Shout outs are about us voicing victories we witness you all having at BodyBasics. What you don’t know is that we start every Wednesday staff meeting with our shout outs. After doing this for quite some time and realizing how many incredible experiences are being shared, We thought it would be excellent to position a place within our newsletter to share also with all of you. We’ll keep it to our top 5 each month.
Roberta Koenig – for upping the intensity of her workouts and challenging herself to improve her plank time by 3 fold in one session
Paul Simon – for accomplishing his first big goal in his health, and currently creating his next path of maintaining and keeping control of his health
Carol Murphy – for heeding her trainer’s voice in her head telling her, “you’ve got this!” at Home Depot where she loaded her cart with potting soil herself instead of asking for help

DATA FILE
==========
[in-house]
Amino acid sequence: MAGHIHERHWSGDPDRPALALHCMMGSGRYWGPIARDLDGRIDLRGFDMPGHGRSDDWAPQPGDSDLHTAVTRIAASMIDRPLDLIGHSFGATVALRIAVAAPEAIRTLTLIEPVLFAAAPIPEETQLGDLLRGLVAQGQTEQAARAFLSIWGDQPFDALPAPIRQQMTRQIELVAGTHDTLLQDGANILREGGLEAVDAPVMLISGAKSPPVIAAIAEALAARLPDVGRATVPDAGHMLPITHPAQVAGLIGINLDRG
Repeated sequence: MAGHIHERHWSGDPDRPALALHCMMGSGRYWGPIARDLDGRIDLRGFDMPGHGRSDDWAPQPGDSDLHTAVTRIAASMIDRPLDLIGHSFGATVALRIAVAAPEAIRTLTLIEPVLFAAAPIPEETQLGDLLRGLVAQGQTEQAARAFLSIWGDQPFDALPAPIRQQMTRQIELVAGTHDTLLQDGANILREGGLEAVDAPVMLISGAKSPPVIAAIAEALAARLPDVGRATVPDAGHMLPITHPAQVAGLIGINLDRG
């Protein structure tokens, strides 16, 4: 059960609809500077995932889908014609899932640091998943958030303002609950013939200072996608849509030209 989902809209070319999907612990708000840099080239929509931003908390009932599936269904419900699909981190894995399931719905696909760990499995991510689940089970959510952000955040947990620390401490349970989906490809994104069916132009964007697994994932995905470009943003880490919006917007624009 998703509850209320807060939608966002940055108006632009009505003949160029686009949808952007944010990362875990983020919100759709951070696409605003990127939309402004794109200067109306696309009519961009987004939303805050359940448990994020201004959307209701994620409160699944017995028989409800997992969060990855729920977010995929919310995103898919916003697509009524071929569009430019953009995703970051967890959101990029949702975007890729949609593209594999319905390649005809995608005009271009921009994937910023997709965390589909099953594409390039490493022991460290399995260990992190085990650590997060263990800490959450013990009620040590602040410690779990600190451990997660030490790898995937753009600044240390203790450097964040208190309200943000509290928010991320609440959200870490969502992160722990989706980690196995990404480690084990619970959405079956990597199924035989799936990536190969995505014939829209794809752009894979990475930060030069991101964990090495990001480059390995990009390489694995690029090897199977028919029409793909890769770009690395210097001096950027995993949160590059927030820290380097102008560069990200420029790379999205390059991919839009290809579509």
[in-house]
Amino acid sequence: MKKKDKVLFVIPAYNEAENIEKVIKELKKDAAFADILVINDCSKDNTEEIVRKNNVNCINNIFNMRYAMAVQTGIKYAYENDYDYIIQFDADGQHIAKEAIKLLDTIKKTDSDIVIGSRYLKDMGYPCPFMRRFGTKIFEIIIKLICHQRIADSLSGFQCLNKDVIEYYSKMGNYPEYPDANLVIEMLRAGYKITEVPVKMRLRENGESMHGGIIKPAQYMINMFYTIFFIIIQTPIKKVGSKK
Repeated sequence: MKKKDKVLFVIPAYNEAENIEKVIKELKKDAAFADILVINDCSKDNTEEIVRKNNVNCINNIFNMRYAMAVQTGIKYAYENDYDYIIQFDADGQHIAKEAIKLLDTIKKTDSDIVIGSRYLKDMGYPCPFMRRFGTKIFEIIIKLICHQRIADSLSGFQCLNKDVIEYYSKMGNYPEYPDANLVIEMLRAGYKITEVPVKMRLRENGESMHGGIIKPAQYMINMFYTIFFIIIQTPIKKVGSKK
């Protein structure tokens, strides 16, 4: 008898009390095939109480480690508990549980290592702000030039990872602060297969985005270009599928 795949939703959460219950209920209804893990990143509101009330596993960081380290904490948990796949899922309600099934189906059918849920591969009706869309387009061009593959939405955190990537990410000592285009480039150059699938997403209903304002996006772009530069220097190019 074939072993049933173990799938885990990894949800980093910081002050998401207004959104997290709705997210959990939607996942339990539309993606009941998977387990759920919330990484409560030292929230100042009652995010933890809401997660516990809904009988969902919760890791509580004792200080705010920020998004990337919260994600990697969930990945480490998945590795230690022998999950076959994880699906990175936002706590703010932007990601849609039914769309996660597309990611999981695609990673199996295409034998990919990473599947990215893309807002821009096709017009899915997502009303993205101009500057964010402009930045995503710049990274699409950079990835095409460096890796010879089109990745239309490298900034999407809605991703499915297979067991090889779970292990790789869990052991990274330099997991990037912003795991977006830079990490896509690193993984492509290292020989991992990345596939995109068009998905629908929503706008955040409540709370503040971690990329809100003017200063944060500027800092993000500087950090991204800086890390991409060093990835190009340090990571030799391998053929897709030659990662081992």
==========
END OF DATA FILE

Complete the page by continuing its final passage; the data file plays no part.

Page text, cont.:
Deede Cumberland – for biking twice as far as she has in months and despite tired muscles still completing her session the next day
Sandra Spangler – for being able to include the fun activities from the gym into her visit with her grand kids
Great job! We collected 75 pairs of shoes!
The ICS Gifts of Love program is a way to match families in need with donors and groups (faith communities, schools, businesses, civic organizations) who are willing to help meet seasonal needs.
This will be BodyBasics 5th year participating in this wonderful program. We will be collecting items after Thanksgiving thru December 12th. For more information on ICS and the Gift of Love program, click here.
Recipe – Healthy Holiday Tips
It’s November and that means the holidays are starting and so is all the rushing from here to there. It’s also a time we tend to make poor eating decisions for various reasons. Here are some tips to help you stay healthy over the next couple months and a yummy substitute for green bean casserole!